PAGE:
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full moon

Under a Harvest Moon

#microadventure
 

I hope that most visitors to my blog are interested in the big adventures I write about. But I receive so many emails from people who yearn for adventure but do not have the time or freedom to go and walk across a desert.

That’s where microadventures come in. This one is tiny, even by the standard of microadventures.

Indeed, you could be forgiven for thinking that I planned to do nothing more than go for an evening stroll. And you’d be right – this post is about nothing more than that. Except for this point: that I actually went and did it.

There is no point in lamenting a lack of time for big adventures if you don’t even make time for heading out one evening and exploring close to home by the light of the full moon…

If you want to start incorporating microdventures into your life you need to change your perspective. You need to begin seeking out wildness and adventure close to home, even in seemingly familiar and humdrum places.

A great way to help this mind shift is by returning to somewhere you know very well, but this time at night. A full moon casts enough light to walk by and is a beautiful time to explore. The best moon of all is the harvest moon, the full moon closest to the autumn equinox in September. I find it sad how out-of-touch we can get with the natural world, particularly for those of us who live in towns and cities. Dates like the solstices and the equinoxes, as well as the monthly full moon, help prod me to pay more attention to the ebb and flow of the seasons.

The harvest moon is my second favourite kind of full moon. Yes, I really did just write that sentence. My favourite is the super moon. My second favourite is the harvest moon. This is because, for reasons requiring too much intellect for this website to explain, the harvest full moon always rises shortly after sunset. And it rises shortly after sunset every day for a few days afterwards. This means that if you set out on an early evening walk or cycle you can enjoy watching the moon rise. It is much more eye-catching when it is close to the horizon.

You don’t need to begin ambitiously when heading out after dark. In fact, the simpler you keep it, the more likely you are to actually do it. I decided to try something extremely simple for this little microadventure.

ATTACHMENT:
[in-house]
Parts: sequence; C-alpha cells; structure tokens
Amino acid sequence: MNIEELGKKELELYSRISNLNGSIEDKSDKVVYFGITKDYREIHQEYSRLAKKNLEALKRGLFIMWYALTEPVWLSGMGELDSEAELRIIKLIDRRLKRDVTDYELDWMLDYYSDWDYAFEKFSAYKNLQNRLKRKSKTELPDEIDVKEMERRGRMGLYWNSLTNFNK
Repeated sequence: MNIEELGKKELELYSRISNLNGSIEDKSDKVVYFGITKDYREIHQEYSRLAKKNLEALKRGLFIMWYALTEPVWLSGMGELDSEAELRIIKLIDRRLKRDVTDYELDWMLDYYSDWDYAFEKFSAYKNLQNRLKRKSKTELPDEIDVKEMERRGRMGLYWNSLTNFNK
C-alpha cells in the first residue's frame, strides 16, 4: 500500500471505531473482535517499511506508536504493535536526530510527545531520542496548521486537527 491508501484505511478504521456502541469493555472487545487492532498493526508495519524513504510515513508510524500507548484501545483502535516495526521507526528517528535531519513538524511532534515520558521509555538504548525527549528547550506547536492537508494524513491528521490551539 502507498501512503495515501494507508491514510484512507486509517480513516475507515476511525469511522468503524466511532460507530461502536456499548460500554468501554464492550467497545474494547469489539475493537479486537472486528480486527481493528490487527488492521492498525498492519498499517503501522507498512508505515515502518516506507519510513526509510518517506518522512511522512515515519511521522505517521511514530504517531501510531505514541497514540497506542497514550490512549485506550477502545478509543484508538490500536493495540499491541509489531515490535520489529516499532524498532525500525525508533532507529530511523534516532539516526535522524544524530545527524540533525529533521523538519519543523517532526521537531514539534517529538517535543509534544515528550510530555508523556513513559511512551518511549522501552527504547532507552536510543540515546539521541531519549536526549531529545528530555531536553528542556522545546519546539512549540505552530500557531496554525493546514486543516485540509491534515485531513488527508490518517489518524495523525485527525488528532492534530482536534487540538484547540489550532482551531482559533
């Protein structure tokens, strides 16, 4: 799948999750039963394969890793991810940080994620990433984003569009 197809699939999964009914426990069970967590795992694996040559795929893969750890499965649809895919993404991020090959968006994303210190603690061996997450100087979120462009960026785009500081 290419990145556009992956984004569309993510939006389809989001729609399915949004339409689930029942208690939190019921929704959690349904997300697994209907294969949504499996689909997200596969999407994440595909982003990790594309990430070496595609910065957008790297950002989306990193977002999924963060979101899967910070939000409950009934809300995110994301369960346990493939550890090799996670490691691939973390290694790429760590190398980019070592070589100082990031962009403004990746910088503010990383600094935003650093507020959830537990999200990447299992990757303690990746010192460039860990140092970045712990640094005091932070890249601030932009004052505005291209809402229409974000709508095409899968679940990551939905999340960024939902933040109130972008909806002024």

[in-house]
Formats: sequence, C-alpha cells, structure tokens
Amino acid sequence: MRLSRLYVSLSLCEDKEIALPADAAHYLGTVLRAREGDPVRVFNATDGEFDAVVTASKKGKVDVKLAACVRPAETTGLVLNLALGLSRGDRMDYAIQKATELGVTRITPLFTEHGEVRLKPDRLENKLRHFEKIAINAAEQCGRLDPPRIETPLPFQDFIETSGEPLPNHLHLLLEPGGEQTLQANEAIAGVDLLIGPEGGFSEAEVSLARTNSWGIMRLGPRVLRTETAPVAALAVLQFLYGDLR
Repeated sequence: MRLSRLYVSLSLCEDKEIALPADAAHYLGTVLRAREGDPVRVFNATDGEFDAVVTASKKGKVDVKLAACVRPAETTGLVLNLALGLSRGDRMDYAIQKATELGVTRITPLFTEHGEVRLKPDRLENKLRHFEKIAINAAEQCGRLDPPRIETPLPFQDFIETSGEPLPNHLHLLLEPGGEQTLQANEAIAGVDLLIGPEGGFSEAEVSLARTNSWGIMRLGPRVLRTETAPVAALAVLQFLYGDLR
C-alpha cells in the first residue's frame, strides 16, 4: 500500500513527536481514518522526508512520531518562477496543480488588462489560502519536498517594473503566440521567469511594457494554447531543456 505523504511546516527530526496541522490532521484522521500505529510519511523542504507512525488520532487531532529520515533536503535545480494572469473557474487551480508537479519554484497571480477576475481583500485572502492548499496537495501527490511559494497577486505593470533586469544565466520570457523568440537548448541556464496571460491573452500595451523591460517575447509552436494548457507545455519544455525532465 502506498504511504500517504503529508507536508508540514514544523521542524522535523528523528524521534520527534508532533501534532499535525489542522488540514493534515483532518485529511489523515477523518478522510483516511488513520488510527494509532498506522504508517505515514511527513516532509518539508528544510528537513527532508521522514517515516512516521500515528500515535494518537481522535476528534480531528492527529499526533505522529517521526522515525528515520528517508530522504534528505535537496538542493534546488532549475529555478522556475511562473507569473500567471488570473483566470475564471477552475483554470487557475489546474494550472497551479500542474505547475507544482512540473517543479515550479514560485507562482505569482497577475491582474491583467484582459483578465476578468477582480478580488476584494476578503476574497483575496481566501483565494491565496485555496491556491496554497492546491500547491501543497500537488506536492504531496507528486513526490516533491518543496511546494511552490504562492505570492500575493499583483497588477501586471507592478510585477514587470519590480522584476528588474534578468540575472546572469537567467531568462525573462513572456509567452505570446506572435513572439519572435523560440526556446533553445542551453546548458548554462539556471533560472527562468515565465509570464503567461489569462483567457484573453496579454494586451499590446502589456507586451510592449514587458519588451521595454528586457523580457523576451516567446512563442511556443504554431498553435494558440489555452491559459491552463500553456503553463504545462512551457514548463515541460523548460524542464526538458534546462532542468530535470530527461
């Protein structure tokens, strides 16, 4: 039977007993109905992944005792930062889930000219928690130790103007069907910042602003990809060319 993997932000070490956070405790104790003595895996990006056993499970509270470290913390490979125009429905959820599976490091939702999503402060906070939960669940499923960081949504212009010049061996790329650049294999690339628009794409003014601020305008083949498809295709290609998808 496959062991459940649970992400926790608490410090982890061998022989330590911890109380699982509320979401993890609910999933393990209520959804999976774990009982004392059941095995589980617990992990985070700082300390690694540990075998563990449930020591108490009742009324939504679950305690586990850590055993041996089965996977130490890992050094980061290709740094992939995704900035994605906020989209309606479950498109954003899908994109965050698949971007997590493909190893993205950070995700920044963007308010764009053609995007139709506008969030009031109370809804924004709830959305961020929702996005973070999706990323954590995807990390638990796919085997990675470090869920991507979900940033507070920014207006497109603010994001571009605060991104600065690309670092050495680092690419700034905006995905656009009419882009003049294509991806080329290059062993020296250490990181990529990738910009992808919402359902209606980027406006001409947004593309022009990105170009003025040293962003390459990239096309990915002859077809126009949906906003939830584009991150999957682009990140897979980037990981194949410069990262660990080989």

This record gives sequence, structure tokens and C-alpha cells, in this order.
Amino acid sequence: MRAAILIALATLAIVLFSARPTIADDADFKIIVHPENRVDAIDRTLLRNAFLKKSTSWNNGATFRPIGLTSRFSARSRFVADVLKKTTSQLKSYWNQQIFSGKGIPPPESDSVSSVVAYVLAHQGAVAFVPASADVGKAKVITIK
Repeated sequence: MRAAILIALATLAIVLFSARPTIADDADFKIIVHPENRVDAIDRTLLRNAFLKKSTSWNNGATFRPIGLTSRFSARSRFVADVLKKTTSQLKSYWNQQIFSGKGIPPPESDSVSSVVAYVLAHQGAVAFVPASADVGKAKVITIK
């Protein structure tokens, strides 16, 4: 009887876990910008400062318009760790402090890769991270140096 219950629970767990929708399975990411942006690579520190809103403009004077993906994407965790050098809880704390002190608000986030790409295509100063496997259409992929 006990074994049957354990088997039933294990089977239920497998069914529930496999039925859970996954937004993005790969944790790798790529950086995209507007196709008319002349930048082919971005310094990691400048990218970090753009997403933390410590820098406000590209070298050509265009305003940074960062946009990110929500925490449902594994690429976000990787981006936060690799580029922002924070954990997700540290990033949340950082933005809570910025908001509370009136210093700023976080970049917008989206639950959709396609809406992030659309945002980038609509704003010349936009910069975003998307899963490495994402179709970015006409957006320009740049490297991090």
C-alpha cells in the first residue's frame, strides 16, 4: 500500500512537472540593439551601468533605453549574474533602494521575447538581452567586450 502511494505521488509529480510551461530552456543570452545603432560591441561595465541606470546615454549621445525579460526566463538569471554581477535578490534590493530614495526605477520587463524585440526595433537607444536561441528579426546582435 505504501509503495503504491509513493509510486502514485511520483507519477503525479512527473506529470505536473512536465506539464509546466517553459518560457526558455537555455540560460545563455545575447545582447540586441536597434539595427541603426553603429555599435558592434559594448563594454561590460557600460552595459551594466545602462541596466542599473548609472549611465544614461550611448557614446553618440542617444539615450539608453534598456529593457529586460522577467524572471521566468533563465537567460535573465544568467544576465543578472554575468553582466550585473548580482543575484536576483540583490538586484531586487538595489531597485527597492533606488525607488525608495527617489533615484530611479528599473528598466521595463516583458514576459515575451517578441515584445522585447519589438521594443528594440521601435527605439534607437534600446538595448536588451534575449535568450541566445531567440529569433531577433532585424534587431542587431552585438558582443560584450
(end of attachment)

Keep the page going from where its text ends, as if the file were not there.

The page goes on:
I would follow a railway line out of town. I’d use the railway line to guide me as I weaved my way across the countryside. I’d catch the last train home from a village station sometime around midnight.

A Harvest Moon Walk

I wanted to begin in a town in order to show myself just how different the open countryside feels at night compared to a town. Streetlights really suck the natural world from towns.

But even in the town, I still felt myself paying more attention to things than I would during daylight. Other senses come to the fore. I felt the warmth radiating from the engine of a recently parked car. A man passed, walking a dog, and I noticed the smell of his shampoo. Across the road I saw the glow of a cigarette and a mobile phone. I heard a toilet flushing and the distant low hum of the motorway. I smelled someone cooking dinner and then a train rushed past along the track I was trying to follow. I listened to its sound receding and then followed along in its wake.

I was taking photographs along the way. Taking photos at night takes a long time as you have to use a tripod and a long exposure. But I enjoyed how much this slowed my progress. Whenever I decided to take a picture I had to frame it then stand around for 30 seconds waiting for the exposure to finish.   A woman watched me from outside a pub. I didn’t notice her until she called out “Happy photography!” She had left her friends inside, stepped out for a cigarette, was enjoying the moon. I smiled back, “Happy smoking!”

A Harvest Moon Walk

The edge of town was particularly distinct in the darkness. The houses and the street lights ended. And in front of me was the blackness of an empty field. Clouds zipped quickly across the fat round moon which was by now about two hands’ breadths above the horizon.

A Harvest Moon Walk

I stepped into the dark field, crossing the boundary. I didn’t have a torch. The point of this walk was to embrace the night and enjoy the moonlight. I didn’t want an artificial torch. It took me a few moments to adjust to the darkness and the stillness. But as I walked along the margins of the ploughed field my eyes adjusted. Planes circled in the sky, sweeping slowly across the constellations.

The sky was much lighter than the land, and the trees at the edge of my field jutted, silhouetted, up into the orangey suburban sky. If I stood and stared at the moon for long enough I could actually see it moving, creeping up higher in the sky. I heard insects chirping in the verges. And I caught a glimpse of a rabbit sprinting by. What really surprised me though, was that I could hear the rabbit’s rapid footsteps.  I have never noticed that before.

A Harvest Moon Walk